08-03-2017 08:14 AM
The zero cylinder pressure reading when you perform a cylinder pressure test would indicate that those low pressure cylinders have bad exhaust valves allowing compression leakage during the pressure test. During the engine running this leakage would allow combustion gases to leak into the exhaust stream more than the other cylinders elevating the exhaust temperatures. It looks like the engine is close to having a valve breakage failure on those cylinders with the zero pressure reading if you continue to run the engine. I would suggest that those cylinder heads be removed and inspected immediately before the valves break and cause serious damage to the piston and maybe the turbocharger. I think you will find that the valves are damaged (what we call guttered) causing the high temperature issue.
08-03-2017 05:06 AM
02-01-2017 12:00 PM
Okay, let's see how that works out. Since I don't perform the method 19 calculation, would you mind sending me your worksheet and notes? use this email address; firstname.lastname@example.org.
I have been using Cat's numbers and have never seen them cause an issue by not meeting a permit requirement level. However, I will say that I don't get involved in the paperwork that a customer with an emission permit has to complete and submit. So that is an area that I have no experience in. Thanks.
02-01-2017 11:04 AM
I will start with my newly certified analyzer, calibrate it, and compare the actual output with my readings and make sure the panel indicates the reading on my analyzer +/- 20 ppm and go from there. I go off method 19 for calculations which has exhaust flow rate calculations that are not sanctioned by the EPA according to them.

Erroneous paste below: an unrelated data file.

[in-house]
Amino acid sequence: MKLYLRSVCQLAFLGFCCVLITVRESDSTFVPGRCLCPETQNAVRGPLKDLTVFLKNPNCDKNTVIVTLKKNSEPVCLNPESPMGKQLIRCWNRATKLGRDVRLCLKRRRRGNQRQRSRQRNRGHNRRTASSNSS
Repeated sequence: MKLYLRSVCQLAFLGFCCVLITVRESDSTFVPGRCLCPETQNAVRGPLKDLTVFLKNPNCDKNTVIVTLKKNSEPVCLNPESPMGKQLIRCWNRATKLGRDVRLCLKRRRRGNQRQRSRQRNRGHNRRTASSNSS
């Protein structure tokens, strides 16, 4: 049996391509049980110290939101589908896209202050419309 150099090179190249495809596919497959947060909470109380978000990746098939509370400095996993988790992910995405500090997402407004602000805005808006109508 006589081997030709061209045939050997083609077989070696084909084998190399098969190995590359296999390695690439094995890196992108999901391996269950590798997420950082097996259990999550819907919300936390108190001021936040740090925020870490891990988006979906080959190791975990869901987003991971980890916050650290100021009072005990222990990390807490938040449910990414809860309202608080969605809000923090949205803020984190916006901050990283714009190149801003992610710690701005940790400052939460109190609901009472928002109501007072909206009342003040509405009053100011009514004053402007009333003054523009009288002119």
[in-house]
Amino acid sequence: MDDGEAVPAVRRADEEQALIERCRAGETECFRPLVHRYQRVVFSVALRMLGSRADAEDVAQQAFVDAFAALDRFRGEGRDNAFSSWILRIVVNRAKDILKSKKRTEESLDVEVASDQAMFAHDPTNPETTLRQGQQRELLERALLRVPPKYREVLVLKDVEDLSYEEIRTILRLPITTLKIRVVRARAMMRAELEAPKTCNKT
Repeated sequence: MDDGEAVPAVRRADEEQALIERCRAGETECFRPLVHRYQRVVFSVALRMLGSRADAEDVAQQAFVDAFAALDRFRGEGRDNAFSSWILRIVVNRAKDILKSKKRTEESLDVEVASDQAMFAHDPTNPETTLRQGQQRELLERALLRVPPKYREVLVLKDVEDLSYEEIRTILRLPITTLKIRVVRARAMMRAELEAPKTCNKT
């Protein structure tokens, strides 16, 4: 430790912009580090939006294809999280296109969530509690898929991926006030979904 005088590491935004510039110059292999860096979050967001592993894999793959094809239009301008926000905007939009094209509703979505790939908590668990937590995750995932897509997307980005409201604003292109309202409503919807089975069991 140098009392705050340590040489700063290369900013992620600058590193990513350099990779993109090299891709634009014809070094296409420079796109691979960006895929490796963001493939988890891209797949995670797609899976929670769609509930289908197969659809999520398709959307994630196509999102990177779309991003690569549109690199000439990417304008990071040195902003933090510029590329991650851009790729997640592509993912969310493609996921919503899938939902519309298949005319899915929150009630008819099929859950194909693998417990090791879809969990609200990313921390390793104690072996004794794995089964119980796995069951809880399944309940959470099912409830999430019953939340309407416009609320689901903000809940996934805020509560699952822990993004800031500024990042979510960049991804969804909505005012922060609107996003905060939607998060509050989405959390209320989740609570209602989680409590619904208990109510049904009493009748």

On CAT engines I go by manifold pressure for load and compare that to the fuel consuption chart according to GERP to derive the BSFC.
02-01-2017 10:44 AM
I'm not sure that I have an answer for your question.
Cat has had a rating for the earlier G3516 with AFR at nominal 1.5 g NOx. We have used 240 ppm for the NOx value for this G3516 engine emission rating. When the NSPS rule went into effect in 2007, the language said that the emissions could not exceed 2 g NOx; Cat set the target for the G3516 A3 at 240 ppm or a nominal 1.5 g NOx target when the G3516 A3 changed from the O2 sensor to the NOx sensor. For the older G3516 which were a nominal 2 g NOx, we use 310 ppm for measuring the NOx in these earlier engines.
I don't know what equation you are using but 240 ppm calculates to the nominal 1.5 g NOx, not 0.67 NOx. I would say that something is not right with the formula you are using and I would say that something is wrong with the engine adjustments, the NOx sensor calibration, or the emission analyzer or maybe partly all three have some issues. I don't have enough information to evaluate your question but I will continue to discuss with you. Maybe we can resolve the discrepancies.
02-01-2017 10:10 AM